Providing excellent customer service isn’t just about showing a friendly face or providing an affable support system online. It’s about thinking ahead and providing customers with options and support before they ask for it. This means:
- Offering 24/7 Support
While you know that most companies offer some form of live support, you may not be aware of all the options. Call centers can answer questions and provide overflow support. Chatbots can address simple questions or leave comments for support to act on later.
- Offering SMS
Encourage customers to receive purchase and shipping confirmation and updates via text message. This provides the added benefit of a line of communication between you and your customers, pre- and post-purchase.
- Post-Transaction Communication
Sending an email or survey after the purchase is finalized is a great way to ensure your customers are seen and heard. Buyers will feel that they have an open line of communication to address concerns that might otherwise escalate to a refund or chargeback request.
- Check In Periodically
If you communicated with the customer previously, make sure that you repeat the practice every couple of months. This will remind them that your business is available for their needs. A promo or coupon at this time may be appreciated.
Step #5 | Protect Your Business From Return Fraud
Return fraud is a severe problem that gets worse every year. According to the National Retail Federation, retailers lose $5.90 to return fraud for every $100 in returned merchandise. It costs US retailers more than $27 billion a year.
Preventing return fraud is critical to your success as a merchant. A few strategies to get it right out of the gate include:
- Tracking Shipments
Yes, this again. Choosing a carrier that will provide proof of delivery or require a signature to leave packages is wise. This will help you prove that any goods in question arrived on time.
- Offer In-Store Credit or Exchanges
You might have a buyer who’s on the fence about a return and/or chargeback. Offering a 10-20% bonus for accepting store credit or exchanges can help you recover the sale and keep a good relationship with the buyer.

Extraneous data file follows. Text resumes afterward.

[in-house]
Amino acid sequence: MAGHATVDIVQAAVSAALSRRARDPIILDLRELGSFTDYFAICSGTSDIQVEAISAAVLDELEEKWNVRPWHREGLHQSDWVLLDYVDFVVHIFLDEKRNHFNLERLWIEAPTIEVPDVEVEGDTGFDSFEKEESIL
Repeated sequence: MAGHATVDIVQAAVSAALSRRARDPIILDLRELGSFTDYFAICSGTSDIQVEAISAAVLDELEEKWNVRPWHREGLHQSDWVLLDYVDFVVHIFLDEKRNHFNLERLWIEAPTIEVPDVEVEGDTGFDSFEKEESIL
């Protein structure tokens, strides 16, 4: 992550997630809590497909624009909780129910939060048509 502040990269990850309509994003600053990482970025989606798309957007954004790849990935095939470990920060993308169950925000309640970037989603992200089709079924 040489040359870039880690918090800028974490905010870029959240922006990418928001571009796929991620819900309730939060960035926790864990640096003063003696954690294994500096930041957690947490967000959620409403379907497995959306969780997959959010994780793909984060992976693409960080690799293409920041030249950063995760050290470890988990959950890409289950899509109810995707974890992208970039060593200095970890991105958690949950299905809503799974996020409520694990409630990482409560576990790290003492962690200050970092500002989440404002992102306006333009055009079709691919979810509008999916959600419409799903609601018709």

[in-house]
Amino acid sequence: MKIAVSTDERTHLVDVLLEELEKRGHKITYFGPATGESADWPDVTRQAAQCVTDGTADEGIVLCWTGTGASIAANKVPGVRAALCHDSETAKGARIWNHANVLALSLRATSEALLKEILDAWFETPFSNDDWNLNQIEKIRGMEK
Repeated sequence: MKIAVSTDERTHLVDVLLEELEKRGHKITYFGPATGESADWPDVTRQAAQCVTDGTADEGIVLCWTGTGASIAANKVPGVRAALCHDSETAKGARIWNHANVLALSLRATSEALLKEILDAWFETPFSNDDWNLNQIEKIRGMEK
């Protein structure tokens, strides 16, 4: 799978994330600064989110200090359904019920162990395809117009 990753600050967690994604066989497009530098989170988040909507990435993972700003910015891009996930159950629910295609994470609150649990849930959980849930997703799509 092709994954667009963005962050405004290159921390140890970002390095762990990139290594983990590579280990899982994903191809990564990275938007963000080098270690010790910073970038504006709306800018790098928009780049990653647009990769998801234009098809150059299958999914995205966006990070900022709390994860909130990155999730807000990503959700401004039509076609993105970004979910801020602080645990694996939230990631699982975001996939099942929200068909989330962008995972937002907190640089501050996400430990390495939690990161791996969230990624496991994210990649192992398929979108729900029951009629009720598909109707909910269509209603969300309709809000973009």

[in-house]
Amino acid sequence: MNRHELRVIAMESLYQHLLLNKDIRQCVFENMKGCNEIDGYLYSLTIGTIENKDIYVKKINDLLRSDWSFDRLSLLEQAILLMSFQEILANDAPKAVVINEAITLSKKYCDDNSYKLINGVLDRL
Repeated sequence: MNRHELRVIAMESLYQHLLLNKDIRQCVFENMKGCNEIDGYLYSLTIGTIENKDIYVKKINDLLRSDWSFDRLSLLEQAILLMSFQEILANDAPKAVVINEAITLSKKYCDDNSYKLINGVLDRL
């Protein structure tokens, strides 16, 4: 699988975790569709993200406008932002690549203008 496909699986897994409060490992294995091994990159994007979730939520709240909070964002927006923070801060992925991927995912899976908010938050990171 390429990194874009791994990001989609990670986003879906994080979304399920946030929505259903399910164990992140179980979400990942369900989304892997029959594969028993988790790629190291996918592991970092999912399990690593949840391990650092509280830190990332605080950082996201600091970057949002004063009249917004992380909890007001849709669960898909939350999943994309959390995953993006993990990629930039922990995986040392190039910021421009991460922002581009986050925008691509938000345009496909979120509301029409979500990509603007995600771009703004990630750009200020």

- Be Selective
Require returns be sent back with their original packaging, and not bear signs of visible use.
Have Additional Questions About Return Rates?
eCommerce is constantly evolving. The methods you use to keep your eCommerce return rate low — without seeing a spike in chargebacks — need to evolve, too.
Want to work with someone to help build the ideal refund rate and chargeback reduction strategy? Chargebacks911® can help.
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What is a normal return rate for eCommerce?
As a general guideline, a return rate around 20% is considered normal. A return rate below 10% is considered unusually low, while a return rate above 30% would be unusually high.
What is the return rate of eCommerce in 2023?
The average eCommerce return rate in 2022 was 21.7%. As for return volume, the dollar value of returns came to $627.34 billion, or approximately 8.5% of overall sales volume.
What is the formula for eCommerce return rate?
If you divide the total number of products sold by the total number of returns and multiply that by 100, you should have a rough estimate of your eCommerce return rate. In other words, If you fulfill 10,000 orders in one year, but 2,000 of them were returned, you would have an eCommerce return rate of 20%.
What does “ROI” mean in eCommerce?
ROI is short for “Return on investment.”